Julio Ruiz of Liquid Sky Suits built four different suits for Aikins to try. Aikins chose the baggier suit, which was 12 mph slower than the tightest suit and left him room to comfortably accommodate a spine protector similar to what mountain bikers wear. A neck brace completed the safety items.
Aikins and Churchman approached Dave Singer at the netting supplier Incord, and the company built a net for a half-scale test. Initially they thought the sag in the net was a problem and countered it with a large helium balloon. However, drop tests on the balloon system using a weighted dummy revealed higher g-force loadings on initial contact, in addition to potential problems with wind exposure, so the helium balloon was scrapped. Further tests without the balloon worked better than expected.
NetSystems Inc. built the actual net, which weighed about 600 pounds. Churchman conceived the perfect plan to stretch the net—held in place by two sets of 3-ring releases—between four cranes at a height of 150 feet. The 3-rings needed to release at precisely the right moment—one second before touch down—to provide the correct amount of give. Too soon and there would be too much give; too late and there would not be enough. Nick Brandon, an expert stuntman with experience in timing systems, had control of the release button. Highly experienced skydiver Travis Fienhage was the spotter, and Aikins and his in-air crew wore smoke to be more visible. Stationed on the ground, Brandon and Fienhage utilized Aikins’ fall-rate information to make the net release spot-on.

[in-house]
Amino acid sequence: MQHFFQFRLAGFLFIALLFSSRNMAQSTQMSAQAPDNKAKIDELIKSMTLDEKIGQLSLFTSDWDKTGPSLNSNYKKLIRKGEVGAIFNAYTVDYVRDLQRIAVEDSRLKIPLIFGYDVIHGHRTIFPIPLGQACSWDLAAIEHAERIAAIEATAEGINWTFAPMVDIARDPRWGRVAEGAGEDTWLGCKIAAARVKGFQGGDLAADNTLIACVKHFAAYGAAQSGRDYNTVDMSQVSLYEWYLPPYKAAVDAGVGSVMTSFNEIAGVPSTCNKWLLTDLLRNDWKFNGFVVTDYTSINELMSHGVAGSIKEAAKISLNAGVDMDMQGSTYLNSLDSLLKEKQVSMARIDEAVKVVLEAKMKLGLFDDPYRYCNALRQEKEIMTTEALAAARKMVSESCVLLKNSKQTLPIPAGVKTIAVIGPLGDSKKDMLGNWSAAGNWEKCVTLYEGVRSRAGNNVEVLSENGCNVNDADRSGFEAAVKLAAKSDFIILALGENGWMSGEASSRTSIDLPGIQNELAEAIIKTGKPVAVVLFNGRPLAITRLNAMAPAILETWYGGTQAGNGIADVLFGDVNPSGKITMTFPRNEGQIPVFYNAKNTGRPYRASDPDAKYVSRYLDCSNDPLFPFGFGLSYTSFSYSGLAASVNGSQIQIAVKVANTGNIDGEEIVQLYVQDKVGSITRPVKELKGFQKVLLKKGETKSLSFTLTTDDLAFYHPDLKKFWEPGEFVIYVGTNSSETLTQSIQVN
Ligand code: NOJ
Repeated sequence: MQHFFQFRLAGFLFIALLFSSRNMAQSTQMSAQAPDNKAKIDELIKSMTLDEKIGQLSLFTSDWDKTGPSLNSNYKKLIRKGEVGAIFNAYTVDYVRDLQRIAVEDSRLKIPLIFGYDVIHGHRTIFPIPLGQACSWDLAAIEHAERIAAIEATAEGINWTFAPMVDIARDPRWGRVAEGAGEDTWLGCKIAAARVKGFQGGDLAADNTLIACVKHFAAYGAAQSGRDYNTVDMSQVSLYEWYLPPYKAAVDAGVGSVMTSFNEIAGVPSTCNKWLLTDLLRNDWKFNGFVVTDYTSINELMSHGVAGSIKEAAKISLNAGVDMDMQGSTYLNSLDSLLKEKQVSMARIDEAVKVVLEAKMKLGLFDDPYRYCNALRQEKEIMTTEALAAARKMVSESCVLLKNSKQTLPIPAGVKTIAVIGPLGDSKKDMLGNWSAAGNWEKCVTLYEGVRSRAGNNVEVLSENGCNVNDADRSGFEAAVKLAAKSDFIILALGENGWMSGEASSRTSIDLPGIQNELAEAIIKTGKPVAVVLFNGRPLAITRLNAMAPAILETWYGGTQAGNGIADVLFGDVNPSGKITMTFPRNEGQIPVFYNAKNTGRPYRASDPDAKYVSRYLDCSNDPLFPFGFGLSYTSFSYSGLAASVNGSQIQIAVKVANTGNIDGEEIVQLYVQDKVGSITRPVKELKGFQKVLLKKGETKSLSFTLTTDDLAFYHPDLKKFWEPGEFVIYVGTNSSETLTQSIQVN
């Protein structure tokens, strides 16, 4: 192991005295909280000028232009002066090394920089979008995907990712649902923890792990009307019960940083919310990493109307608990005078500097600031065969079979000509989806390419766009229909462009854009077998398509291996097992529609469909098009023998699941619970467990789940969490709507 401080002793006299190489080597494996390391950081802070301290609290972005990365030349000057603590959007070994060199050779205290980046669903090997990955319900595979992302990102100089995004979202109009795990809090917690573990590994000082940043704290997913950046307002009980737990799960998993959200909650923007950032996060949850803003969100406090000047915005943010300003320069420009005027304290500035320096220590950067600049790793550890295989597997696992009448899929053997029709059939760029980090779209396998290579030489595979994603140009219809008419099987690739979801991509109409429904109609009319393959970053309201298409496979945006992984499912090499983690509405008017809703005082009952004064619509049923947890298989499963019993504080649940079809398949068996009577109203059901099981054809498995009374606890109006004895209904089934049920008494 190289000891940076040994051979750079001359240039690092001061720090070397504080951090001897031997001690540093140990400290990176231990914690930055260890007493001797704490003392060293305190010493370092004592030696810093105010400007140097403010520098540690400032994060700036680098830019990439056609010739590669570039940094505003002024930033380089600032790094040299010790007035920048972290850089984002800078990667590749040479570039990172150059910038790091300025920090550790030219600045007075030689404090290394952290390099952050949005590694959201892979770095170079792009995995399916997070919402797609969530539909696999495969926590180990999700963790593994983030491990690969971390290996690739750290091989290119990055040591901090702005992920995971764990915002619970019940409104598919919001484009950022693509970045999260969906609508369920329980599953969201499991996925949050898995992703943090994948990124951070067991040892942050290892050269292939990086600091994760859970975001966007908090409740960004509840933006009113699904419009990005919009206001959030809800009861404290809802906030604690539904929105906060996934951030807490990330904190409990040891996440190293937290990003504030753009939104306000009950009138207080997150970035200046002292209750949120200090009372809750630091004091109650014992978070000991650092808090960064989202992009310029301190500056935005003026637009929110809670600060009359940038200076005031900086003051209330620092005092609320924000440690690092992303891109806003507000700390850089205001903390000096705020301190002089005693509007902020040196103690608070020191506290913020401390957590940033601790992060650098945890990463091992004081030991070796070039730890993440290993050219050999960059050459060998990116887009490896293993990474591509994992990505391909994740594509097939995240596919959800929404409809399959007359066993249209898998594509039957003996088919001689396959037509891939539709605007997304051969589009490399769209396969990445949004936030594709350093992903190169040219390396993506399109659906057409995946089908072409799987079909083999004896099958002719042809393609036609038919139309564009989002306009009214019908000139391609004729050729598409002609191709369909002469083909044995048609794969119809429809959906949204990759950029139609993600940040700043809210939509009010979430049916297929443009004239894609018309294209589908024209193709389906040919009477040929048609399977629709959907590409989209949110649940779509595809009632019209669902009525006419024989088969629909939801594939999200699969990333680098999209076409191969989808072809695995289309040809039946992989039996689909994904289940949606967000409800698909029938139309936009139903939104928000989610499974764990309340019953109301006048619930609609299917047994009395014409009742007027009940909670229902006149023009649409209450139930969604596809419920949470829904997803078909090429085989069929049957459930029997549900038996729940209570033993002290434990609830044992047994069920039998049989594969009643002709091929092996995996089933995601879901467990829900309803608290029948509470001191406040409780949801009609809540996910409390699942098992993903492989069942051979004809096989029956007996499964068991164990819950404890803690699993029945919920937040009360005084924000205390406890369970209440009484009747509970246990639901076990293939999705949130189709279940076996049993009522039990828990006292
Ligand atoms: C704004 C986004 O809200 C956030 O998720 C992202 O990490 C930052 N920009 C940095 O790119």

Once initial testing proved the jump feasible, Aikins and friend Aaron Fitzgerald, the aerial coordinator for the project, met with Federal Aviation Administration officials in Van Nuys, California. At first, the officials scratched their heads, as the Federal Aviation Regulations for skydiving do not specifically address not wearing a parachute. The FAA considers a stunt where one person leaves the plane without a rig as a skydive once the person hooks onto another jumper or a parachute in mid-air. The FAA does not consider dropping an object such as a washing machine or a car a skydive but allows it in certain locations if the droppers take reasonable precautions. From a legal standpoint, the question was, “Is a person without a parachute an object?” After the FAA further discussed the problem at its office in Washington, D.C., the agency approved the jump as long as nobody else was endangered and the onsite participants attended an FAA briefing.